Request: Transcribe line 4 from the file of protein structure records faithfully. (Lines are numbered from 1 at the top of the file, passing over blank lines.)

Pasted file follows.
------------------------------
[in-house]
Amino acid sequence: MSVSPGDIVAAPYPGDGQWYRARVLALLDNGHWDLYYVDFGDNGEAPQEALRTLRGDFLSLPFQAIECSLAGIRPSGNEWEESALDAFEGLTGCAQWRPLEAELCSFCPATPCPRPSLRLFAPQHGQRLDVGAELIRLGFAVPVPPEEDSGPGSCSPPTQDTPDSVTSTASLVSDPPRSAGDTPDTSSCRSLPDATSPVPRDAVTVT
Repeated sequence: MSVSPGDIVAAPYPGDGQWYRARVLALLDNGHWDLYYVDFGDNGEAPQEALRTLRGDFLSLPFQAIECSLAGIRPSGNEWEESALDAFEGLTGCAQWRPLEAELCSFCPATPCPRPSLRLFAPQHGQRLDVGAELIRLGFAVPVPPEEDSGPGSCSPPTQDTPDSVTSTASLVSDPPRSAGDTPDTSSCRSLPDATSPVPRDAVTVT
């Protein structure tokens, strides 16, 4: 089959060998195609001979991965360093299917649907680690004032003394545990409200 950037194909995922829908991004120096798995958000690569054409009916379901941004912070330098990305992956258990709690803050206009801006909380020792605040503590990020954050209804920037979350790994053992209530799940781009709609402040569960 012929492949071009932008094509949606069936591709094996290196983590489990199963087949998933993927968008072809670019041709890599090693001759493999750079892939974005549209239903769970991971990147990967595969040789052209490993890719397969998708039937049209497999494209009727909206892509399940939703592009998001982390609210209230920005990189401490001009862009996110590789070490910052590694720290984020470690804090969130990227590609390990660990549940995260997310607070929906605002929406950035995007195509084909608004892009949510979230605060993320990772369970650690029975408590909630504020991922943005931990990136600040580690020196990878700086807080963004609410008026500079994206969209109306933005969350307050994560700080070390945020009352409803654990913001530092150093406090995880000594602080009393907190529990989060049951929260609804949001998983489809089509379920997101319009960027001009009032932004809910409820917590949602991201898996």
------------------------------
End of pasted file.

């Protein structure tokens, strides 16, 4: 089959060998195609001979991965360093299917649907680690004032003394545990409200 950037194909995922829908991004120096798995958000690569054409009916379901941004912070330098990305992956258990709690803050206009801006909380020792605040503590990020954050209804920037979350790994053992209530799940781009709609402040569960 012929492949071009932008094509949606069936591709094996290196983590489990199963087949998933993927968008072809670019041709890599090693001759493999750079892939974005549209239903769970991971990147990967595969040789052209490993890719397969998708039937049209497999494209009727909206892509399940939703592009998001982390609210209230920005990189401490001009862009996110590789070490910052590694720290984020470690804090969130990227590609390990660990549940995260997310607070929906605002929406950035995007195509084909608004892009949510979230605060993320990772369970650690029975408590909630504020991922943005931990990136600040580690020196990878700086807080963004609410008026500079994206969209109306933005969350307050994560700080070390945020009352409803654990913001530092150093406090995880000594602080009393907190529990989060049951929260609804949001998983489809089509379920997101319009960027001009009032932004809910409820917590949602991201898996």